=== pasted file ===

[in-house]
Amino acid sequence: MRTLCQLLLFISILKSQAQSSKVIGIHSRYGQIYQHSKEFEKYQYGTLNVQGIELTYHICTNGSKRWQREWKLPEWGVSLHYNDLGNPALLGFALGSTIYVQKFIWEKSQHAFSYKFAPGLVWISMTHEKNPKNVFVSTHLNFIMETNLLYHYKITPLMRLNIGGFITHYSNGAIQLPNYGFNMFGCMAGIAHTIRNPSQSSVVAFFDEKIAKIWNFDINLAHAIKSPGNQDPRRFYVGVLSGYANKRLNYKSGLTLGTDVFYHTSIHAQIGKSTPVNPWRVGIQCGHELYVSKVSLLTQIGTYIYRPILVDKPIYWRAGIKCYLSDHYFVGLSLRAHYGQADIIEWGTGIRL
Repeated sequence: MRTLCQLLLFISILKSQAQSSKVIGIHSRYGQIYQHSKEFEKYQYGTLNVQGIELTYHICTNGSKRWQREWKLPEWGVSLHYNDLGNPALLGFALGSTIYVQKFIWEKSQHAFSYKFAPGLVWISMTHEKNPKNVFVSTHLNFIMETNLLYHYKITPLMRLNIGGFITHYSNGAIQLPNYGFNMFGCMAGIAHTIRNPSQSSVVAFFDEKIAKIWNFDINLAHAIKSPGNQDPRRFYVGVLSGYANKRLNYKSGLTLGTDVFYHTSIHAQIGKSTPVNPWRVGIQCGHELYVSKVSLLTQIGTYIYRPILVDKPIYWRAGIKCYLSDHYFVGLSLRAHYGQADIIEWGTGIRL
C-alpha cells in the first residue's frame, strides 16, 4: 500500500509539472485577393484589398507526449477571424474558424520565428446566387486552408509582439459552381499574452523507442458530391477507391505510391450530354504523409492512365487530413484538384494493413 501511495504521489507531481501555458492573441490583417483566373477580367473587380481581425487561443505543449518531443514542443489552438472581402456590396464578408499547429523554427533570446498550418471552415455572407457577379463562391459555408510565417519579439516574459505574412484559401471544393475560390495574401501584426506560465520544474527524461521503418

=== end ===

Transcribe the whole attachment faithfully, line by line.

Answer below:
[in-house]
Amino acid sequence: MRTLCQLLLFISILKSQAQSSKVIGIHSRYGQIYQHSKEFEKYQYGTLNVQGIELTYHICTNGSKRWQREWKLPEWGVSLHYNDLGNPALLGFALGSTIYVQKFIWEKSQHAFSYKFAPGLVWISMTHEKNPKNVFVSTHLNFIMETNLLYHYKITPLMRLNIGGFITHYSNGAIQLPNYGFNMFGCMAGIAHTIRNPSQSSVVAFFDEKIAKIWNFDINLAHAIKSPGNQDPRRFYVGVLSGYANKRLNYKSGLTLGTDVFYHTSIHAQIGKSTPVNPWRVGIQCGHELYVSKVSLLTQIGTYIYRPILVDKPIYWRAGIKCYLSDHYFVGLSLRAHYGQADIIEWGTGIRL
Repeated sequence: MRTLCQLLLFISILKSQAQSSKVIGIHSRYGQIYQHSKEFEKYQYGTLNVQGIELTYHICTNGSKRWQREWKLPEWGVSLHYNDLGNPALLGFALGSTIYVQKFIWEKSQHAFSYKFAPGLVWISMTHEKNPKNVFVSTHLNFIMETNLLYHYKITPLMRLNIGGFITHYSNGAIQLPNYGFNMFGCMAGIAHTIRNPSQSSVVAFFDEKIAKIWNFDINLAHAIKSPGNQDPRRFYVGVLSGYANKRLNYKSGLTLGTDVFYHTSIHAQIGKSTPVNPWRVGIQCGHELYVSKVSLLTQIGTYIYRPILVDKPIYWRAGIKCYLSDHYFVGLSLRAHYGQADIIEWGTGIRL
C-alpha cells in the first residue's frame, strides 16, 4: 500500500509539472485577393484589398507526449477571424474558424520565428446566387486552408509582439459552381499574452523507442458530391477507391505510391450530354504523409492512365487530413484538384494493413 501511495504521489507531481501555458492573441490583417483566373477580367473587380481581425487561443505543449518531443514542443489552438472581402456590396464578408499547429523554427533570446498550418471552415455572407457577379463562391459555408510565417519579439516574459505574412484559401471544393475560390495574401501584426506560465520544474527524461521503418